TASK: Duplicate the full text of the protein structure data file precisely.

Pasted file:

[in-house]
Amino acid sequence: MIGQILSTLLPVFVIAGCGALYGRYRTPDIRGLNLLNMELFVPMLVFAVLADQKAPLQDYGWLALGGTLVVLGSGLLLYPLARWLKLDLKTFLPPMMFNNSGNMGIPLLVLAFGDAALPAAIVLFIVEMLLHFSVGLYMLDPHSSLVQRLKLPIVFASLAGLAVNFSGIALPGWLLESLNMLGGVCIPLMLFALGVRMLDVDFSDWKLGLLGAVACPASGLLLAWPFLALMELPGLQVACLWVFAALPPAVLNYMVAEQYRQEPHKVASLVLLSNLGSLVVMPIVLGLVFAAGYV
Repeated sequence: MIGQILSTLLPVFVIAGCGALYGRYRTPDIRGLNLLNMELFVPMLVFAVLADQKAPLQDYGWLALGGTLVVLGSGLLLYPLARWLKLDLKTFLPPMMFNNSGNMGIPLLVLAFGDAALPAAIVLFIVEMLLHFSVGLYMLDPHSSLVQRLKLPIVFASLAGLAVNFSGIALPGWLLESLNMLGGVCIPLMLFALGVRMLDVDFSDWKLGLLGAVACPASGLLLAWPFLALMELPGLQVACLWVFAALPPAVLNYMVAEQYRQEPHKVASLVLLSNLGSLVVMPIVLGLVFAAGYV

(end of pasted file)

[in-house]
Amino acid sequence: MIGQILSTLLPVFVIAGCGALYGRYRTPDIRGLNLLNMELFVPMLVFAVLADQKAPLQDYGWLALGGTLVVLGSGLLLYPLARWLKLDLKTFLPPMMFNNSGNMGIPLLVLAFGDAALPAAIVLFIVEMLLHFSVGLYMLDPHSSLVQRLKLPIVFASLAGLAVNFSGIALPGWLLESLNMLGGVCIPLMLFALGVRMLDVDFSDWKLGLLGAVACPASGLLLAWPFLALMELPGLQVACLWVFAALPPAVLNYMVAEQYRQEPHKVASLVLLSNLGSLVVMPIVLGLVFAAGYV
Repeated sequence: MIGQILSTLLPVFVIAGCGALYGRYRTPDIRGLNLLNMELFVPMLVFAVLADQKAPLQDYGWLALGGTLVVLGSGLLLYPLARWLKLDLKTFLPPMMFNNSGNMGIPLLVLAFGDAALPAAIVLFIVEMLLHFSVGLYMLDPHSSLVQRLKLPIVFASLAGLAVNFSGIALPGWLLESLNMLGGVCIPLMLFALGVRMLDVDFSDWKLGLLGAVACPASGLLLAWPFLALMELPGLQVACLWVFAALPPAVLNYMVAEQYRQEPHKVASLVLLSNLGSLVVMPIVLGLVFAAGYV